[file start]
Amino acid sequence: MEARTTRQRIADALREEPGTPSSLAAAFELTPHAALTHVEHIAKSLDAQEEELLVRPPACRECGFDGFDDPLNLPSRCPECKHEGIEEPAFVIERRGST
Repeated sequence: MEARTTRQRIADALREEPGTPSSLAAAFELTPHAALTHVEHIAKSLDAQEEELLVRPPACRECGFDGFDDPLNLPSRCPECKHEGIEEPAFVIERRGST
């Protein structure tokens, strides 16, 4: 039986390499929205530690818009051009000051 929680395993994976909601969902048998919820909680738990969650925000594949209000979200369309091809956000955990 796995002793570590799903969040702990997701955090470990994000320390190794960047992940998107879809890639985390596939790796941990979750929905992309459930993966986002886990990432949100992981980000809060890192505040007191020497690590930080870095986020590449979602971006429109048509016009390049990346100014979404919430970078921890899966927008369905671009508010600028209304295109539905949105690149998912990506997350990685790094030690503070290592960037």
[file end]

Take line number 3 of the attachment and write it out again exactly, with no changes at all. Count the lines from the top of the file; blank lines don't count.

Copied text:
């Protein structure tokens, strides 16, 4: 039986390499929205530690818009051009000051 929680395993994976909601969902048998919820909680738990969650925000594949209000979200369309091809956000955990 796995002793570590799903969040702990997701955090470990994000320390190794960047992940998107879809890639985390596939790796941990979750929905992309459930993966986002886990990432949100992981980000809060890192505040007191020497690590930080870095986020590449979602971006429109048509016009390049990346100014979404919430970078921890899966927008369905671009508010600028209304295109539905949105690149998912990506997350990685790094030690503070290592960037």